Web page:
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Debt Consolidation loans: The Pros and Cons

Bob Phillips Updated: May 18, 2023 • 4 min read
Debt consolidation Solutions have been a topic of much debate for years. While financial institutions will try and entice you to transfer your higher interest debt to their new account with low introductory interest rates, financial experts say, “look before you leap” before applying for a debt consolidation loan or transferring your credit card balances. Is loan consolidation a good idea? Will it solve your problem of a seemingly endless cycle of debt payments? How do consolidation loans work? Let’s answer these questions and more as we examine the pros and cons of debt consolidation.

Is loan consolidation a good idea?

While a consolidation loan is a good idea for some people, it’s not a one-size-fits-all solution to everyone’s issues with debt. If you qualify, a consolidation loan lets you combine your debts into a new loan with more favorable terms than you previously had. For example, you may have two credit cards with interest rates over 18% but be able to take out a consolidation loan and combine the balances of those two cards into a new loan with a 12% interest rate. While that may seem like a very easy decision to make, consolidation loans have some pitfalls. Let’s look at the pros and cons of consolidation loans so you can apply them to your situation and make the right choice regarding how you should proceed.

Pros and cons of debt consolidation

Like everything, debt consolidation has its advantages and disadvantages. When looking at the pros listed below, they are very attractive if you are struggling or failing to make your monthly minimum loan payments. You’ll only have one monthly payment instead of multiple payments, and your monthly payment could be lower. But, as the cons point out, with a debt consolidation loan, you may be putting a Band-Aid on a more serious underlying financial problem, such as poor budgeting or excessive impulse buying. And, if your credit is suspect because of late or missing payments on your existing loans, you may not qualify for a lower rate.
Pros of debt consolidation Cons of debt consolidation
  • You could receive a lower interest rate.
  • You’ll have just one monthly payment.
  • Your monthly payment might be lower.
  • You could get out of debt faster.
  • You could build your credit.
  • You may not qualify for a low rate.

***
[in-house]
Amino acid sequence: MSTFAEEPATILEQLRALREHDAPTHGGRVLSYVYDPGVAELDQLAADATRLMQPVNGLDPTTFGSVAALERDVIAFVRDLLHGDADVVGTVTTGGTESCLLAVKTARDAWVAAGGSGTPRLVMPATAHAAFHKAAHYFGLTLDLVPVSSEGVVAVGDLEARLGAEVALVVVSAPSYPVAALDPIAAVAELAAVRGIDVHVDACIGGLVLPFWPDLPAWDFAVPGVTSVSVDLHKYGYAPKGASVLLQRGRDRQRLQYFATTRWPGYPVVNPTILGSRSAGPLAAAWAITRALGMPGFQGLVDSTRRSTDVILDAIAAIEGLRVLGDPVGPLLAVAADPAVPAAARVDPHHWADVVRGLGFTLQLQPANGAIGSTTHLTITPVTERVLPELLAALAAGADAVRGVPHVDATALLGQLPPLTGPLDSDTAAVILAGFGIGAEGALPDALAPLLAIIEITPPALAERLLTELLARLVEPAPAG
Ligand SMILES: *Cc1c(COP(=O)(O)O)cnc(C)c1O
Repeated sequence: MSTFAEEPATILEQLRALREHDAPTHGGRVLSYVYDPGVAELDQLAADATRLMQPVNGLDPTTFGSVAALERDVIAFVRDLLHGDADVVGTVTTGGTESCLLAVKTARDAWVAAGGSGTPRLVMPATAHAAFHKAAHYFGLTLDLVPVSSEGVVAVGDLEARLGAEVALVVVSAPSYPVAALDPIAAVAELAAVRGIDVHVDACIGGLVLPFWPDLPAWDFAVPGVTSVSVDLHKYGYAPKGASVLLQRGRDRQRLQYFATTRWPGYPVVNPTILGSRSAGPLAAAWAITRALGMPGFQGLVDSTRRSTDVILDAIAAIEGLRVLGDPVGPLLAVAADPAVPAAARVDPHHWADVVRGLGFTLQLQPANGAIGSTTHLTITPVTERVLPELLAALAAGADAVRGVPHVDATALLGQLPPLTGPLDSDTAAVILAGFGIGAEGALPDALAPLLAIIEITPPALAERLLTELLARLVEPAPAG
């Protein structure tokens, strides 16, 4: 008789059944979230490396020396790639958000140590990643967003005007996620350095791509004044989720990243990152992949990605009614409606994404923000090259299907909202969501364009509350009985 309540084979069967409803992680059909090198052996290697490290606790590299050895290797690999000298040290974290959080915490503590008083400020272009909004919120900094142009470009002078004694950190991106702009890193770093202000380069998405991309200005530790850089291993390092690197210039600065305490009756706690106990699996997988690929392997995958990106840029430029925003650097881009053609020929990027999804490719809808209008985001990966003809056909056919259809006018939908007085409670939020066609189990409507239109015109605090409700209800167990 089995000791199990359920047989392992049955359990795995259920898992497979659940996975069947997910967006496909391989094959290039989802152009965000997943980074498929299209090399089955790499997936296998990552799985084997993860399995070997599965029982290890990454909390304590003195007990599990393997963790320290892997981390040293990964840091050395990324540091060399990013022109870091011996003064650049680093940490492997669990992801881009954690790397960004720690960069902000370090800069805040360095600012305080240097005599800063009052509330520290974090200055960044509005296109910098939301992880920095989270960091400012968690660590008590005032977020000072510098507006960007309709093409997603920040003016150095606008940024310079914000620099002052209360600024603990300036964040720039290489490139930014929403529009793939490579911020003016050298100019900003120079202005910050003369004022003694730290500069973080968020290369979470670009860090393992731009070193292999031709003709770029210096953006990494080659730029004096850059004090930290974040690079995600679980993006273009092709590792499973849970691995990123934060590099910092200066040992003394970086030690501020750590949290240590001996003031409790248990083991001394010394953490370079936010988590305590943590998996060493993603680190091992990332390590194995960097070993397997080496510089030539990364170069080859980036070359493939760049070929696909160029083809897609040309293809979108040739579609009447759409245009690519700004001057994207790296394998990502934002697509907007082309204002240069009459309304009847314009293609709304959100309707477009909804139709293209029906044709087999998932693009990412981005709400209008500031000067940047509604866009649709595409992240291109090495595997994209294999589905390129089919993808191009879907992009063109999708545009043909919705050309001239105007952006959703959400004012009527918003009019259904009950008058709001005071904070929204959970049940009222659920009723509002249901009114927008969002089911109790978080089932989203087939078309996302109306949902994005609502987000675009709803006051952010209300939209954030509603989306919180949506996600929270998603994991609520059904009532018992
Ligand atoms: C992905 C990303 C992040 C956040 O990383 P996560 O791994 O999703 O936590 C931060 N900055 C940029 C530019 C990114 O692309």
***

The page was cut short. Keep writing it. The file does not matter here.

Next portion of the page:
• Missed payments could make things worse.
  • It doesn’t address underlying financial issues.
  • You may have hefty upfront fees and charges.
  • You may end up paying more in interest.

The benefits of debt consolidation

There are many benefits of debt consolidation. Here are several:
  • A lower payment: The average American family’s credit card debt in 2022 is just over $6,200. If that debt were spread over two cards with a 24% interest rate, the monthly payment would be about $190. However, that same debt, consolidated into a single loan with an interest rate of 17%, would carry a payment of around $150 per month.
  • 0% introductory APR offers: there are numerous 0% APR (annual percentage rate) credit card offers for people with very good credit or better. Many of these cards offer that rate for the first 24 months, which can significantly reduce your payment and the amount of interest you’d pay over the life of the loan.
  • Eliminate debt quicker: lower payments and less interest paid means you can get out of debt faster than tacking on interest to your monthly payment. By paying more than your new payment amount every month, you can accelerate your loan payoff even quicker.


After weighing the pros and cons of debt consolidation, if you’ve decided that a debt consolidation loan is a promising avenue for you to pursue, there are a couple of things you may want to consider. First, there are many lenders out there who want your business, and they compete with each other. Sometimes you can get more favorable rates by shopping multiple lenders. Your neighborhood bank with which you’ve always done business may not be as competitive as an online lender. It can pay to be a good shopper. Second, you may want to consult with a financial advisor to make sure your financial house is in order before you take out a new loan. Even though your new loan may have a lower interest rate and lower payment, it doesn’t necessarily mean it’s in your budget any more than your existing loans. An advisor can help you see your current financial picture and make adjustments that will enhance your short and long-term financial security.

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Written by Bob Phillips linkedin-icon twitter-icon

Having spent over fifteen years helping people plan their lives financially, Bob has a vast amount of knowledge concerning personal finance. During his career, Bob mastered many different financial products to help people achieve their financial goals, including life insurance, disability insurance, mutual funds, and stocks and bonds. He earned the Chartered Life Underwriter (CLU) designation and held numerous securities licenses. Bob is an internationally published poet and is now a freelance writer living in North Texas with his wife and Doberman puppy.